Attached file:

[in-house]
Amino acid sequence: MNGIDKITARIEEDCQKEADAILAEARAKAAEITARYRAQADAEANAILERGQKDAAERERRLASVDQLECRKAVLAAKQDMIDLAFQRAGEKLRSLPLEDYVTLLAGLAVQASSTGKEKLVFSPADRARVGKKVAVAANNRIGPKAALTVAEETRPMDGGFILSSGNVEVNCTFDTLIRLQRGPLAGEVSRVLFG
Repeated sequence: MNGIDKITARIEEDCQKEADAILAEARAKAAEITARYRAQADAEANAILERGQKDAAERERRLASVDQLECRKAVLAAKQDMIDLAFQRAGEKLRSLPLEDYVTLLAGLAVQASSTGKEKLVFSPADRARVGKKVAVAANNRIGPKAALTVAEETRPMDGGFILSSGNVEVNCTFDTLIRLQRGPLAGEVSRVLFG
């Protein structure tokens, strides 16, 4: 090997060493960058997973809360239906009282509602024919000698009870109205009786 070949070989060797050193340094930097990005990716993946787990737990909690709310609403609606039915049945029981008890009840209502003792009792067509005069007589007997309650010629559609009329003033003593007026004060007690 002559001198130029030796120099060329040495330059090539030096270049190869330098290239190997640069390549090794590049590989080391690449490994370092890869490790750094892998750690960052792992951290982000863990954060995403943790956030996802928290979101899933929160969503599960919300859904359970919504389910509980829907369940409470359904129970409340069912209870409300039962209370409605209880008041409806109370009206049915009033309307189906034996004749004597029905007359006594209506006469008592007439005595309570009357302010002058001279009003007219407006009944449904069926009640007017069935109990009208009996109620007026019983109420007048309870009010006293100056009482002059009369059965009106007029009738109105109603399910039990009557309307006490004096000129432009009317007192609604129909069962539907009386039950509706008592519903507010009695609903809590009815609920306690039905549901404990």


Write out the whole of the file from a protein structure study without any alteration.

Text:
[in-house]
Amino acid sequence: MNGIDKITARIEEDCQKEADAILAEARAKAAEITARYRAQADAEANAILERGQKDAAERERRLASVDQLECRKAVLAAKQDMIDLAFQRAGEKLRSLPLEDYVTLLAGLAVQASSTGKEKLVFSPADRARVGKKVAVAANNRIGPKAALTVAEETRPMDGGFILSSGNVEVNCTFDTLIRLQRGPLAGEVSRVLFG
Repeated sequence: MNGIDKITARIEEDCQKEADAILAEARAKAAEITARYRAQADAEANAILERGQKDAAERERRLASVDQLECRKAVLAAKQDMIDLAFQRAGEKLRSLPLEDYVTLLAGLAVQASSTGKEKLVFSPADRARVGKKVAVAANNRIGPKAALTVAEETRPMDGGFILSSGNVEVNCTFDTLIRLQRGPLAGEVSRVLFG
């Protein structure tokens, strides 16, 4: 090997060493960058997973809360239906009282509602024919000698009870109205009786 070949070989060797050193340094930097990005990716993946787990737990909690709310609403609606039915049945029981008890009840209502003792009792067509005069007589007997309650010629559609009329003033003593007026004060007690 002559001198130029030796120099060329040495330059090539030096270049190869330098290239190997640069390549090794590049590989080391690449490994370092890869490790750094892998750690960052792992951290982000863990954060995403943790956030996802928290979101899933929160969503599960919300859904359970919504389910509980829907369940409470359904129970409340069912209870409300039962209370409605209880008041409806109370009206049915009033309307189906034996004749004597029905007359006594209506006469008592007439005595309570009357302010002058001279009003007219407006009944449904069926009640007017069935109990009208009996109620007026019983109420007048309870009010006293100056009482002059009369059965009106007029009738109105109603399910039990009557309307006490004096000129432009009317007192609604129909069962539907009386039950509706008592519903507010009695609903809590009815609920306690039905549901404990």